Can you live comfortably on half of what you are living on now? I guess the bigger questions is, would you want to? That’s the question you have to ask yourself if your retirement plan ignores the effects of inflation.
When you’re figuring out how much money you'll need for retirement, you’ve got to forecast a few inputs that you can’t really predict with certainty. You won’t really know whether you were right about your predictions until after you’ve gotten to the end, which is a little late for retirement planning. You’ll need to guess how long you’ll live, what return you’ll make on your investments, and how much you plan on spending over those retirement years. And spending will include inflation, whether you include it or not.
According to U.S Census Bureau data I can expect to live another 33 years. That seems a little low to me. I’m pretty healthy and two of my grandparents lived well beyond 82. Of course you never know what is going to happen, but I’m planning for 100 birthdays, just to be safe. The last thing I want to do when I wake up on my 83rd birthday is have to go look for a job.
Return on Investments
You can’t really know with certainty how much you’re going to earn on your investments either. Depending on your risk-tolerance and your resulting asset allocation though, history can give you a little bit of guidance. And when you use William Bengen’s Safemax approach, you’re betting that you will experience the worst historical combination of returns and inflation over your projected time period. So that should provide some comfort. Unless of course you think things are going to be even worse. In which case, you should adjust for that.
If you’re basing you retirement plan on double-digit expected annual returns though, I’m going to predict that you’re not going to make it to the end with enough. (Or alternatively that you wind up at Club Fed for insider trading, which of course is another way to take care of your retirement.)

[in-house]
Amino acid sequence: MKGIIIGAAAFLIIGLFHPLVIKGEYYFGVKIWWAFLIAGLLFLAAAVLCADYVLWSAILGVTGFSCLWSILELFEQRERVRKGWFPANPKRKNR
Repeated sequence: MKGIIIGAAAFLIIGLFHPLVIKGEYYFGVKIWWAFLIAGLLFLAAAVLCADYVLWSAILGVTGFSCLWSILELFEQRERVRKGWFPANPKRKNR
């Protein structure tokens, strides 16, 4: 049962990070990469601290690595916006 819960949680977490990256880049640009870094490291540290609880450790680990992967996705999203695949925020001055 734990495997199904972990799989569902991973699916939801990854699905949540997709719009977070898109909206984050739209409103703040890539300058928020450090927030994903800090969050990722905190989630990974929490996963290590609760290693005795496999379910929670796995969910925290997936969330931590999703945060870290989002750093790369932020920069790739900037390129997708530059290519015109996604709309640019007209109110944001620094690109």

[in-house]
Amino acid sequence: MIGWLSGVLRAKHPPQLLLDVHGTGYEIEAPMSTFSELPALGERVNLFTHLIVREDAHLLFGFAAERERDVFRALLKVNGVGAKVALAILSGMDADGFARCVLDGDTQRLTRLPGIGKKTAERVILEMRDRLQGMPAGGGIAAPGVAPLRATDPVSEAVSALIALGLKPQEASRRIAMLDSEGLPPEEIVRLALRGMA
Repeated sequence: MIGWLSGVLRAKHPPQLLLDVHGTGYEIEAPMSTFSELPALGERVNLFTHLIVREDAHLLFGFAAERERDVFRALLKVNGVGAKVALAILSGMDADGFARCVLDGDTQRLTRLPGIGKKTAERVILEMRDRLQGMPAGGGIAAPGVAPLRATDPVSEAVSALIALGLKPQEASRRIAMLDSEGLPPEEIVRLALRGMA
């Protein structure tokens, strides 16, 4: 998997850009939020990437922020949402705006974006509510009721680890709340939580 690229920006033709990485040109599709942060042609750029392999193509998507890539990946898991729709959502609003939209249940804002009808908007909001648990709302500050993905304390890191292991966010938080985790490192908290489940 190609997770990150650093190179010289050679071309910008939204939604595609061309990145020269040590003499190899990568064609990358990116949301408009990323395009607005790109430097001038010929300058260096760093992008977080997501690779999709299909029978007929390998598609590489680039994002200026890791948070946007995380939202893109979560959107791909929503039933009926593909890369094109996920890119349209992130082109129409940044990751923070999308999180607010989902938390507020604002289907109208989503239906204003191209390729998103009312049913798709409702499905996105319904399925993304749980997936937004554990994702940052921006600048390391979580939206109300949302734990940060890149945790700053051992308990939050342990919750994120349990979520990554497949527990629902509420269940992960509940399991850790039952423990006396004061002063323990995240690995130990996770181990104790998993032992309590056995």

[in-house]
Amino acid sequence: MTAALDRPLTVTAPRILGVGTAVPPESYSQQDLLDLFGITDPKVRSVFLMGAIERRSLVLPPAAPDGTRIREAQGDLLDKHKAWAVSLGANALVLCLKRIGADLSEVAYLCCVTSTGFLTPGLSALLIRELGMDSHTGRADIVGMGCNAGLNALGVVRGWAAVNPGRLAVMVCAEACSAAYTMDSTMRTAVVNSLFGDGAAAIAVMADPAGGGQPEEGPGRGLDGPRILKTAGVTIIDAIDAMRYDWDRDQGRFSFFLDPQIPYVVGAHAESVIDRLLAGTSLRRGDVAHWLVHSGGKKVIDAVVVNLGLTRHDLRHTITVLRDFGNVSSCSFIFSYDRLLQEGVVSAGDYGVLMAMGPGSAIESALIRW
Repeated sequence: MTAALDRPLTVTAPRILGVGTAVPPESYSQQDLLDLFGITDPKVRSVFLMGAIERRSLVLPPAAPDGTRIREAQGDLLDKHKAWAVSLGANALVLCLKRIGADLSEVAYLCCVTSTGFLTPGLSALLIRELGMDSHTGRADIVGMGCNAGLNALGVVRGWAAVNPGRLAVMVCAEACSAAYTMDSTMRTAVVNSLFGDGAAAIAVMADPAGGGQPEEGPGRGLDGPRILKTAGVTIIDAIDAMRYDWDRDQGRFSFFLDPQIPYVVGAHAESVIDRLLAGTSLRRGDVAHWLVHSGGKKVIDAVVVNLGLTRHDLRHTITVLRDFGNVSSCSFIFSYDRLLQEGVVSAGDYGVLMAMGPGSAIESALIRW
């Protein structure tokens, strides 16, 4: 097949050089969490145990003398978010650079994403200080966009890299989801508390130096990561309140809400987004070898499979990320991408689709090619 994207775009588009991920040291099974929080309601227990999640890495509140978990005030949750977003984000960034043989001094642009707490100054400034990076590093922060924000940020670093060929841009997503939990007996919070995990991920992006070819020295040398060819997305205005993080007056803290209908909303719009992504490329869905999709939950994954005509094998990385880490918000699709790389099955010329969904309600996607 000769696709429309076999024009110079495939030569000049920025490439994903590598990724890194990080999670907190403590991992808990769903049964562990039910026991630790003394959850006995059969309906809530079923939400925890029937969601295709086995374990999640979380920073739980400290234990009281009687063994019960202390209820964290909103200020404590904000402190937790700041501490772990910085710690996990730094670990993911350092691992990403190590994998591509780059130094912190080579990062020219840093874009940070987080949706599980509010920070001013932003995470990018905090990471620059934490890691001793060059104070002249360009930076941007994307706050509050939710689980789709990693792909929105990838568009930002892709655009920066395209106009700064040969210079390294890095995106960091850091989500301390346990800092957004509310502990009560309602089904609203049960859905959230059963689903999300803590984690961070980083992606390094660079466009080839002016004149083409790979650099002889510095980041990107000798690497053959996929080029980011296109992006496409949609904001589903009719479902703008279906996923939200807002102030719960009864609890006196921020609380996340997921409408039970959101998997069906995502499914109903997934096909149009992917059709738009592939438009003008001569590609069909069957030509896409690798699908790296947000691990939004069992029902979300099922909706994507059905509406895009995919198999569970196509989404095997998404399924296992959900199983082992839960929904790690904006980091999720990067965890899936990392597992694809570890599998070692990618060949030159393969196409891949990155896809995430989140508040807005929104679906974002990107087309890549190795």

And if your plan to beat inflation is simply to shave down expenses each year by the inflation rate, you’d better be prepared to spend only half of what you are spending today.
The annual inflation rate has been pretty low over the last couple of decades, between 2 and 3%. Some people think that the Federal Reserve’s current easy monetary policy is going to cause those numbers to skyrocket in the future. But even in these relatively low inflationary years, the cumulative effect of inflation over the last two decades is almost 82%. The basket of goods that cost you $100 in 1990 would cost you $182 today. Because some items are going up faster than other items, your individual basket may vary.
In my case, health insurance has been going up by double digits each year, and this line item is a pretty hefty chunk of my basket of goods. My retirement plan assumes a 3.5% inflation rate, which would roughly double my expenses two decades from now. I can try and combat some of this, sure. I just bought a car that gets double the gas mileage as the old one, so there, I cut that expense by half. But 20 years ago gas was about one-quarter what it is today, so after inflation, I’m still behind on that line item.
As inflation goes up, you can switch from beef to chicken, wine to water, and dining out to dining at home. You can give up vacationing, concerts, and sporting events. You can downsize from two cars to one, from four bedrooms to two, or move from California to Kansas. But what do you do if you already live in Kansas with one car and two bedrooms? Or what do you do if the things you give up don’t offset the increased cost of health care, long-term care, or things you have to pay others to do because you can’t physically do them anymore?
Even if you can slice and dice to try and whip inflation, the question is, do you really want to bake that reality right into your retirement plan?
Can’t keep track of my non-existent posting schedule? Subscribe—it’s free!